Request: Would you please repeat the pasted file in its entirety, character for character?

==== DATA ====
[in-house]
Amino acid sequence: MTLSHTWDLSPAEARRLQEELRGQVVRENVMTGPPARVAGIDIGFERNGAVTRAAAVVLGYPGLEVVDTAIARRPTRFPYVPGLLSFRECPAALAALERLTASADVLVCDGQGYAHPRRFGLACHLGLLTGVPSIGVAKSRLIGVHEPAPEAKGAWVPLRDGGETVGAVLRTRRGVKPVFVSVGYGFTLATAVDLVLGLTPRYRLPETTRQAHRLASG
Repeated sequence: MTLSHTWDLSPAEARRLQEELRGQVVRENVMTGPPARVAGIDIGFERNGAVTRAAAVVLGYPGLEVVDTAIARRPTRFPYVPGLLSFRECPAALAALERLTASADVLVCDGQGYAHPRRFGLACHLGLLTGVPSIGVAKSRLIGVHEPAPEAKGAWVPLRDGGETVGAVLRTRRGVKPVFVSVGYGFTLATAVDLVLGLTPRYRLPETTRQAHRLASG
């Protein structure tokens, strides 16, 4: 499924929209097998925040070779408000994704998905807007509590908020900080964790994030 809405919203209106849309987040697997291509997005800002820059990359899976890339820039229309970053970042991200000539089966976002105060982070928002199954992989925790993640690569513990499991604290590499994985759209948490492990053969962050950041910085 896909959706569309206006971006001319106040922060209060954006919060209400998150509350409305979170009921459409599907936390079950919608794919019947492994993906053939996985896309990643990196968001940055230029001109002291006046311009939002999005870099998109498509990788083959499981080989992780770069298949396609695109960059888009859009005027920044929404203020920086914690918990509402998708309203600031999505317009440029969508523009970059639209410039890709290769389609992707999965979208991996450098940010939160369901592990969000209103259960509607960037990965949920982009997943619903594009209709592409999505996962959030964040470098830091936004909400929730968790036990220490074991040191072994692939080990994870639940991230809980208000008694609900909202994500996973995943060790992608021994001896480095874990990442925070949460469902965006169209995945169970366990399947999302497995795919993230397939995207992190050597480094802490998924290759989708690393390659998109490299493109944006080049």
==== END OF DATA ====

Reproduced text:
[in-house]
Amino acid sequence: MTLSHTWDLSPAEARRLQEELRGQVVRENVMTGPPARVAGIDIGFERNGAVTRAAAVVLGYPGLEVVDTAIARRPTRFPYVPGLLSFRECPAALAALERLTASADVLVCDGQGYAHPRRFGLACHLGLLTGVPSIGVAKSRLIGVHEPAPEAKGAWVPLRDGGETVGAVLRTRRGVKPVFVSVGYGFTLATAVDLVLGLTPRYRLPETTRQAHRLASG
Repeated sequence: MTLSHTWDLSPAEARRLQEELRGQVVRENVMTGPPARVAGIDIGFERNGAVTRAAAVVLGYPGLEVVDTAIARRPTRFPYVPGLLSFRECPAALAALERLTASADVLVCDGQGYAHPRRFGLACHLGLLTGVPSIGVAKSRLIGVHEPAPEAKGAWVPLRDGGETVGAVLRTRRGVKPVFVSVGYGFTLATAVDLVLGLTPRYRLPETTRQAHRLASG
């Protein structure tokens, strides 16, 4: 499924929209097998925040070779408000994704998905807007509590908020900080964790994030 809405919203209106849309987040697997291509997005800002820059990359899976890339820039229309970053970042991200000539089966976002105060982070928002199954992989925790993640690569513990499991604290590499994985759209948490492990053969962050950041910085 896909959706569309206006971006001319106040922060209060954006919060209400998150509350409305979170009921459409599907936390079950919608794919019947492994993906053939996985896309990643990196968001940055230029001109002291006046311009939002999005870099998109498509990788083959499981080989992780770069298949396609695109960059888009859009005027920044929404203020920086914690918990509402998708309203600031999505317009440029969508523009970059639209410039890709290769389609992707999965979208991996450098940010939160369901592990969000209103259960509607960037990965949920982009997943619903594009209709592409999505996962959030964040470098830091936004909400929730968790036990220490074991040191072994692939080990994870639940991230809980208000008694609900909202994500996973995943060790992608021994001896480095874990990442925070949460469902965006169209995945169970366990399947999302497995795919993230397939995207992190050597480094802490998924290759989708690393390659998109490299493109944006080049």